Her eyes locked on me and I tried to look away. Her Medusa gaze was too powerful and I couldn’t help but look on, curiously stoned. The woman moved through the subway car the way a cherry rolls through honey. When she walked by me she stopped. She turned. She threw a pack of gum at me and stretched out her hand. Did I have bad breath?

She would not leave till I gave her money, even after I tried to give her back her gum she just sang louder and started to poke me.

This was my first experience with the Gum Lady of Line 1.

Since that first experience I am afraid to look at her, lest she notice me. My only hope is that she turns her attention towards some other unsuspecting bad breathed soul, because once she notices you, you will buy some gum. She usually only stops at one person per subway car. Sometimes I point to people who I think she should try to sell gum to, and sometimes she takes my advice.

Despite my fear of looking at her I’ve caught enough glimpses. Her face is weathered and tanned the way only fluorescent lighting can do. Her back is bent and arched from too many days of carrying bags of rice on her head to and from various locations before the creation of the subway. She may have been beautiful once. Can beauty ever die? Also, I’m pretty sure she wears the same thing every day.

The Gum Lady is always there, haunting the passengers of line 1. Always staring at you, singing off key, forcing you to buy her gum. Her life is intrinsically linked to the subway and the subway to her. It would not surprise me to discover she secretly lived there.

She is not a beggar. Beggars offer you nothing for your money besides a guilty shot at redemption. She offers you that and then some gum. I wonder how much money she makes in a day. Hopefully more than the cost of a train ticket.

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Deciphering Korean T-Shirts

We’ve all had a good chuckle at them walking down the street. Those seemingly crazy Korean t-shirts written in English that seem to not make too much sense to us not accustomed to the Korean way of thinking.

But I’ve had a recent revelation. The t-shirts do make sense. Of course Koreans know exactly what English words they are putting on their body. What kind of people would honestly cover their body with sayings they didn’t understand? However, we as foreigners are too close minded to the cleverness and sublime wit of the Korean/English t-shirt market.

So I’ve decided to help you decipher some of the phrases I’ve seen around town so that you too can be as enlightened as me. Slogans in bold, descriptions under them.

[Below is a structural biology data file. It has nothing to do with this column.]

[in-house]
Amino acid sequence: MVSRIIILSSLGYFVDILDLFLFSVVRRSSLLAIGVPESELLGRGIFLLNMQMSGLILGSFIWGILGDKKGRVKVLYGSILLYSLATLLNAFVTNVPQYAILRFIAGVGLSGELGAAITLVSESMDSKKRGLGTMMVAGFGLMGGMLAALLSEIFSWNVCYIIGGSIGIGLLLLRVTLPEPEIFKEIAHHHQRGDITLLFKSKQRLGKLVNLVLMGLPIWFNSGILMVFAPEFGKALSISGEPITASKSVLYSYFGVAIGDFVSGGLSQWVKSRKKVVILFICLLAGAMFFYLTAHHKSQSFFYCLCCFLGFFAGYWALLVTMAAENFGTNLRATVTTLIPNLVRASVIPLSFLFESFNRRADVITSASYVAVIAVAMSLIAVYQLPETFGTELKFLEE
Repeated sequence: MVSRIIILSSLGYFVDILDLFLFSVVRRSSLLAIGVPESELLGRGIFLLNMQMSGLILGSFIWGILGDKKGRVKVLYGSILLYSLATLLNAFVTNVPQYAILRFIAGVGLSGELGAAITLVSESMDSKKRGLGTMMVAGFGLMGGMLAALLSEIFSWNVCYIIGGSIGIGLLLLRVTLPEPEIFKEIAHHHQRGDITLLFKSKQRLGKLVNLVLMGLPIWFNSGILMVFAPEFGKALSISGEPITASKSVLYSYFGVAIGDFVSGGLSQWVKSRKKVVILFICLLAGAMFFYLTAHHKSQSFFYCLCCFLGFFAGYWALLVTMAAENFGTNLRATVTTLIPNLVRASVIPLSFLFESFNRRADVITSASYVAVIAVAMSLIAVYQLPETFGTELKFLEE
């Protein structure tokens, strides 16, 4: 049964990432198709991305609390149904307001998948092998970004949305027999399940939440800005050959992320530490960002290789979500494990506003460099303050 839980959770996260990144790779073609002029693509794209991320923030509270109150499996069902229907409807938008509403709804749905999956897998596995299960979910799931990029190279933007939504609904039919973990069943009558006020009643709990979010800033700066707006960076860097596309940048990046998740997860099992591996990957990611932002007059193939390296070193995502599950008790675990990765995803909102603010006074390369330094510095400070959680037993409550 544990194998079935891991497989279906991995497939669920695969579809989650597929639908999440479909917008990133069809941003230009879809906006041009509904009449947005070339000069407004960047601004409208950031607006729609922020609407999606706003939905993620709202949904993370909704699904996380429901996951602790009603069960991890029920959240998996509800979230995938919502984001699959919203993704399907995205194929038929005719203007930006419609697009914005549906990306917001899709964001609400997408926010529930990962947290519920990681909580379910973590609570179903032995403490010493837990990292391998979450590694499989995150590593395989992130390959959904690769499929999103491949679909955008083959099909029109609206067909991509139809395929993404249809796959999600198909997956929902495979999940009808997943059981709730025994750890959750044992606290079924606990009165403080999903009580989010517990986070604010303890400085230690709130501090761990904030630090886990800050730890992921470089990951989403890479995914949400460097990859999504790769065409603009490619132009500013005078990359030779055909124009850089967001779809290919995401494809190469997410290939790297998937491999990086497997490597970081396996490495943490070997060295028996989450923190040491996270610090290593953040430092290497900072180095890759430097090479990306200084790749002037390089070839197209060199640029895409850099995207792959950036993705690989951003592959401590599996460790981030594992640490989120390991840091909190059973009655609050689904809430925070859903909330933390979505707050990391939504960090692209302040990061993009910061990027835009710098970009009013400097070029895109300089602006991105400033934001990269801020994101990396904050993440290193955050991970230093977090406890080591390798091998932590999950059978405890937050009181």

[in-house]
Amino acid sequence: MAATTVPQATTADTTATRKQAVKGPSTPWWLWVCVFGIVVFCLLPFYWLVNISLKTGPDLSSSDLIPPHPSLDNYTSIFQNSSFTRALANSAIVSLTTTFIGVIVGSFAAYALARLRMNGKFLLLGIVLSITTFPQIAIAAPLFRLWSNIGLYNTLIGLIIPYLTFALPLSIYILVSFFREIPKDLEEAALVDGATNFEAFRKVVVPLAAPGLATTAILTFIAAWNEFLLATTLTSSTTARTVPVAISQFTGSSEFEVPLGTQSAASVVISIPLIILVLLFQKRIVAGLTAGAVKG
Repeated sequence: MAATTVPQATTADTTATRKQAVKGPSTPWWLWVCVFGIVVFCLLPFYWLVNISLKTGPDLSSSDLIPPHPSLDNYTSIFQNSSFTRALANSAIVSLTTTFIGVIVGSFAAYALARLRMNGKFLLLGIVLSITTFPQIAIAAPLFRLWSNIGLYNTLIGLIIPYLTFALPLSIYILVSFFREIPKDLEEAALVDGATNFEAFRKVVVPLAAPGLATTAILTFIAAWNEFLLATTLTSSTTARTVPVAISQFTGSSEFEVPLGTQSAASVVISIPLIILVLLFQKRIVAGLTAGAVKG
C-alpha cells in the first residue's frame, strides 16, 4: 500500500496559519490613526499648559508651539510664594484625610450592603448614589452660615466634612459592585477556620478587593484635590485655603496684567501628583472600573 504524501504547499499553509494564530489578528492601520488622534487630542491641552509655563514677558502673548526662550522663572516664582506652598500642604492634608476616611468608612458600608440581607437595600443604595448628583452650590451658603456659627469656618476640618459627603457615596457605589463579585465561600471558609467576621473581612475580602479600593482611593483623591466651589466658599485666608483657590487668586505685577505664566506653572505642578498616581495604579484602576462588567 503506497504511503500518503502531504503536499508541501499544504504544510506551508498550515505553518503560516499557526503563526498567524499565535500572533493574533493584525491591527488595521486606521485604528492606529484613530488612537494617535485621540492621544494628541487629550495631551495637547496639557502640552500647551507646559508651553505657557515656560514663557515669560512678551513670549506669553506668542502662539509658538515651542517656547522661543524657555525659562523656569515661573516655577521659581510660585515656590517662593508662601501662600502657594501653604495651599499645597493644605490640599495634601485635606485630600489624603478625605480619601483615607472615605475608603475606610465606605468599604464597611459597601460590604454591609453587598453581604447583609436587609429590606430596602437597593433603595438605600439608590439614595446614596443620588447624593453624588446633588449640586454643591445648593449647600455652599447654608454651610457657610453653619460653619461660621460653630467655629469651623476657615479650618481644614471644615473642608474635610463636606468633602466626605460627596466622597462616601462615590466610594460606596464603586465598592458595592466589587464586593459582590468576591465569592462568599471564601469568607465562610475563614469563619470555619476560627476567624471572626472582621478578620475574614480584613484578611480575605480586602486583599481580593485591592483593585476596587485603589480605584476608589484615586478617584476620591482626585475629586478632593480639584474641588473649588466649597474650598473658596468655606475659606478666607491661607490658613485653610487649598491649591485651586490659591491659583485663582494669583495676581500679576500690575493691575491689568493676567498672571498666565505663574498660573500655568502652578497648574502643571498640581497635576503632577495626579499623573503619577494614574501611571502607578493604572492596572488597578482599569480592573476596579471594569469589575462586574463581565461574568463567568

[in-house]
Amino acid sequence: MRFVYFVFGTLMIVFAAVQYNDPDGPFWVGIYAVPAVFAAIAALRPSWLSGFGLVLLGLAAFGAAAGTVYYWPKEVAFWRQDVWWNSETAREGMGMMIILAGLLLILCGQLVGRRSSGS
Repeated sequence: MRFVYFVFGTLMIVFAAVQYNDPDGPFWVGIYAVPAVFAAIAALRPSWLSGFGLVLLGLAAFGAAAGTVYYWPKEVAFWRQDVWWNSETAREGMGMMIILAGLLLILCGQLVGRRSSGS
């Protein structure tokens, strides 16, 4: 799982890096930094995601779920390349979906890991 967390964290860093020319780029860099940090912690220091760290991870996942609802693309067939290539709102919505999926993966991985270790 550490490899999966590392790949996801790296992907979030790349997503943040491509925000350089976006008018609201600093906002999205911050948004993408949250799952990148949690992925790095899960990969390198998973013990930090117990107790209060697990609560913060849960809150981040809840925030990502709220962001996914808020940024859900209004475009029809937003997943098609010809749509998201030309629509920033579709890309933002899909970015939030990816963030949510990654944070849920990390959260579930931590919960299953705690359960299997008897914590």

Die or surf

In the context of English conversation two options can be given in either order. For example the sentences “we could die or surf, it’s up to you,” and “we could surf or die, it’s up to you,” have very little intrinsic difference. However, when the phrase surf or die is taken out of conversational context the order of words takes on a new meaning. The specific implication being that the first option of the two is preferable and even desired, while the second is not just a secondary option but wholly unwanted. Based on this description we can determine that the wearer must enjoy dying, and consequently sees surfing as its despicable counterpart, brimming with existential and spiritual quandaries.

He Loves the Dick/ She Loves the Dick (couple t-shirt)

Pish posh on your initial middle schoolish laughter at the homosexual implications of these t – shirts. Sexual innuendo is often brushed off as taboo in Korean culture. These t-shirts are testaments to youthful rebellious masturbation. We should all be so bold to shrug off social taboos that hold society back and create stereotypes.

Remember the sisties

The Sisties were an underground popular punk rock group that toured around the greater Mason area during the late 90’s. Damn straight I remember them.

We hookied and had lunchboxes for lunch

Poetry, sheer poetry. If you can not feel the words then you do not deserve to understand their meaning.

Peasants.

Pee all that you can pee in the army

Trusty health advice for our soldiers on duty. I imagine that spending all day sitting in bushes with sniper rifles and exploring exotic world locations on an aircraft carrier can be difficult work that would afford few opportunities for bathroom breaks. It’s important to stay hydrated and go regularly. How many more kidney failures can we endure?

I love alcohol (my fifth grade student) –

No explanation needed. Drinking culture is strong in Korea. Who cares if they start a little earlier than kids in other cultures? We should learn to never question Korean culture in any way shape or form. As foreigners, we don’t understand anything.

Want to take pictures I’m a true modek

A clever play on words for those who design modeks for a living. A walking modek? How silly and clever.